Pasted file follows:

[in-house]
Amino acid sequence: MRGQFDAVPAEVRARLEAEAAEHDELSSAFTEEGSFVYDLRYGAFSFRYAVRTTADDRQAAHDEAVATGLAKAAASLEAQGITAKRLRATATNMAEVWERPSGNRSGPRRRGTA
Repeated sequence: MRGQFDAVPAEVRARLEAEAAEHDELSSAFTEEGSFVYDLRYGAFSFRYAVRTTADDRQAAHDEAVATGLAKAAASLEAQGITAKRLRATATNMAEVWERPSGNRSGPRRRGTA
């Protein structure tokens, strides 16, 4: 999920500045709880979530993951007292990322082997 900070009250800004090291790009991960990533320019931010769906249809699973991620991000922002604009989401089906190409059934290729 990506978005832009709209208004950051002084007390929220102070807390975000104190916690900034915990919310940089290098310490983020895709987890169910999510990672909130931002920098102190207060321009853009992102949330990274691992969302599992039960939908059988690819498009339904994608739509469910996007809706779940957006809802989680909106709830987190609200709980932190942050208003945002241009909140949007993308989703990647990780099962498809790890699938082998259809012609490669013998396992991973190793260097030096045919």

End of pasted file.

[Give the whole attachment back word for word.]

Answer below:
[in-house]
Amino acid sequence: MRGQFDAVPAEVRARLEAEAAEHDELSSAFTEEGSFVYDLRYGAFSFRYAVRTTADDRQAAHDEAVATGLAKAAASLEAQGITAKRLRATATNMAEVWERPSGNRSGPRRRGTA
Repeated sequence: MRGQFDAVPAEVRARLEAEAAEHDELSSAFTEEGSFVYDLRYGAFSFRYAVRTTADDRQAAHDEAVATGLAKAAASLEAQGITAKRLRATATNMAEVWERPSGNRSGPRRRGTA
């Protein structure tokens, strides 16, 4: 999920500045709880979530993951007292990322082997 900070009250800004090291790009991960990533320019931010769906249809699973991620991000922002604009989401089906190409059934290729 990506978005832009709209208004950051002084007390929220102070807390975000104190916690900034915990919310940089290098310490983020895709987890169910999510990672909130931002920098102190207060321009853009992102949330990274691992969302599992039960939908059988690819498009339904994608739509469910996007809706779940957006809802989680909106709830987190609200709980932190942050208003945002241009909140949007993308989703990647990780099962498809790890699938082998259809012609490669013998396992991973190793260097030096045919």